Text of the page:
Genre: Death / Thrash / Grind
Label: 20 Buck Spin
The metal scene has experienced a big wave of modern bands the last decade, experimenting with new sound but revisiting styles from the past as well, something that has left the old-school heads back in their time and the newcomers cut from the genre’s roots. Many bands that play modern thrash, or modern death, often try to hard to convince us how talented they are, but the spirit is missing. It is always good to find bands with their own sound but with a respect to the scene’s mentality, and such a band is Noisem.
I was aware of them since their previous album in 2015, which I didn’t find that exciting, but it was enough to keep their name in my mind in case they return musically. The band’s third album “Cease to Exist” is now out through 20 Buck Spin, and it was a twenty-one long, very positive and enjoyable surprise for me as a whole. It features a robust, thick sound, with fast paced tracks filled with awesome riffing and even more awesome drumming, as well as ripping vocals with a result that makes it hard to put them in a certain genre bag.
If you approach this as a grindcore record, it will be the softest grindcore you have ever listened, which is what I thought initially. While the grind nuances are present, more thrash / crossover elements come to mind in the structure of the compositions, and there is also enough death metal in the guitar lines in addition to everything else. It is hard hitting most of the times, but they have wisely chosen to include middle paced parts (listen to “Sensory Overload” or “Deplorable” for examples of this) and it fits their music perfectly. “Cease to Exist” flows like a charm and has awesome energy, with widely entertaining guitar solos, shrieky thrash vocals and a general good musicianship. Definitely fit for thrash parties, but it often changes tempos to even more intense, faster moments (“Downer Hound” or “Filth and Stye”).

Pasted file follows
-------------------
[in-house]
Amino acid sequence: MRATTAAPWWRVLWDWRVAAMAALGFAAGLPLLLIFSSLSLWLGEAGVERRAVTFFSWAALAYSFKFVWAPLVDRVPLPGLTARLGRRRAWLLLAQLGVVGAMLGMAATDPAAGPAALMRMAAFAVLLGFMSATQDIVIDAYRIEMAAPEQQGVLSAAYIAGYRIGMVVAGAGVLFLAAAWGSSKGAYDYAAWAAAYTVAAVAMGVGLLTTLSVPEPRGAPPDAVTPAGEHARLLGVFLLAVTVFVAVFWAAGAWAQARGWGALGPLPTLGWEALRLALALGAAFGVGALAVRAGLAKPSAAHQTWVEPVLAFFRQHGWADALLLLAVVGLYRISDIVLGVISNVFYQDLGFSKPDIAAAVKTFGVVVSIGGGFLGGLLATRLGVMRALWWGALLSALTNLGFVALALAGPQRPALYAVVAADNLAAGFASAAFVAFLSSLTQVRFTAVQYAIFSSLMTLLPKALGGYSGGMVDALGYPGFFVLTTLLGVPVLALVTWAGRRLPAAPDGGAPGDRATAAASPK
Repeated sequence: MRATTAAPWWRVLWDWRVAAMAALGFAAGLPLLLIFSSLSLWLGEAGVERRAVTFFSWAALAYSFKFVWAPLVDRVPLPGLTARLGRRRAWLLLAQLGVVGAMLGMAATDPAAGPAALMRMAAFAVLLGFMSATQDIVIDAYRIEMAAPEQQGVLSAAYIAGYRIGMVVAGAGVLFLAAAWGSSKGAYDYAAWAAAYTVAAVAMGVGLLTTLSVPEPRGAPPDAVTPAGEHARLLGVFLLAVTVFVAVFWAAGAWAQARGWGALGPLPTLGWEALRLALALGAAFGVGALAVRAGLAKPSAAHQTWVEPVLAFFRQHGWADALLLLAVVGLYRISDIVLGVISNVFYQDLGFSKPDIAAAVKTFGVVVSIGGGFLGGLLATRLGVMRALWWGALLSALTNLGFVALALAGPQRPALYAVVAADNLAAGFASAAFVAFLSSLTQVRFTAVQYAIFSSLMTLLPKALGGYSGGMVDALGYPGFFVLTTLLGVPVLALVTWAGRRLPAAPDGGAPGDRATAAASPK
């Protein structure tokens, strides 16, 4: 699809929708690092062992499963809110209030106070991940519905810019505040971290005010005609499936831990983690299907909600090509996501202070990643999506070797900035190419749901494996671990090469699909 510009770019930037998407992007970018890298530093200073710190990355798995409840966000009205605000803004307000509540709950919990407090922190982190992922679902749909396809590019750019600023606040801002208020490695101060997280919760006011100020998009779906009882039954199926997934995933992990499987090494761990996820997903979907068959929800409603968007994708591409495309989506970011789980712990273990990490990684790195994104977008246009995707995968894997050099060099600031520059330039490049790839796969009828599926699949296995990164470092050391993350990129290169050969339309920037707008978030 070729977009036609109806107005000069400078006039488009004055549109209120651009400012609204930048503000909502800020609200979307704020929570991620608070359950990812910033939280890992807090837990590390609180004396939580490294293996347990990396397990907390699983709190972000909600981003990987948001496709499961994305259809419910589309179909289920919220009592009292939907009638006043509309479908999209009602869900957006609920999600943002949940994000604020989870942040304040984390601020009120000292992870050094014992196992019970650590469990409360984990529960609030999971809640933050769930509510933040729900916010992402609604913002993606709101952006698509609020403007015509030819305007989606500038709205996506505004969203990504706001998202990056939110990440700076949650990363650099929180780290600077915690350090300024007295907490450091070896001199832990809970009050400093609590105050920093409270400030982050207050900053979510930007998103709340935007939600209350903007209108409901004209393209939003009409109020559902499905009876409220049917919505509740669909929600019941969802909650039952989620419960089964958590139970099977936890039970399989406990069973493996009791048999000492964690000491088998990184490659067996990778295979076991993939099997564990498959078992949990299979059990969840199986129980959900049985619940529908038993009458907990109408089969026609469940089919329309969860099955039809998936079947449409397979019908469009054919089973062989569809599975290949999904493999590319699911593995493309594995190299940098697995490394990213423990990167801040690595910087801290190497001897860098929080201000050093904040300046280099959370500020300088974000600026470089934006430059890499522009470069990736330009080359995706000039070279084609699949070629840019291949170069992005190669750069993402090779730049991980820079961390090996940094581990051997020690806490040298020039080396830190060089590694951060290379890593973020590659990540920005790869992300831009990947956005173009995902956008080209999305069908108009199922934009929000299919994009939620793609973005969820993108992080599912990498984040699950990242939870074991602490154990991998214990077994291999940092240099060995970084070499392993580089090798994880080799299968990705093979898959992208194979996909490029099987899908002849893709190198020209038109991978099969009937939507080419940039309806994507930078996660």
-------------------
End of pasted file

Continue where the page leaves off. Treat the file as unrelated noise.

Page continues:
This album is more thrash than anything else it is, it is well written and finally shows how the band achieved a solid result that was missing some years ago. There are no filler moments or unneeded interludes, a very common setback in many albums today, the rhythm changes keep the beat going and set “Cease to Exist” as one of the most direct and to-the-point albums that doesn’t waste time around, doesn’t shamelessly copy anyone, and frankly, offers good high pumped music.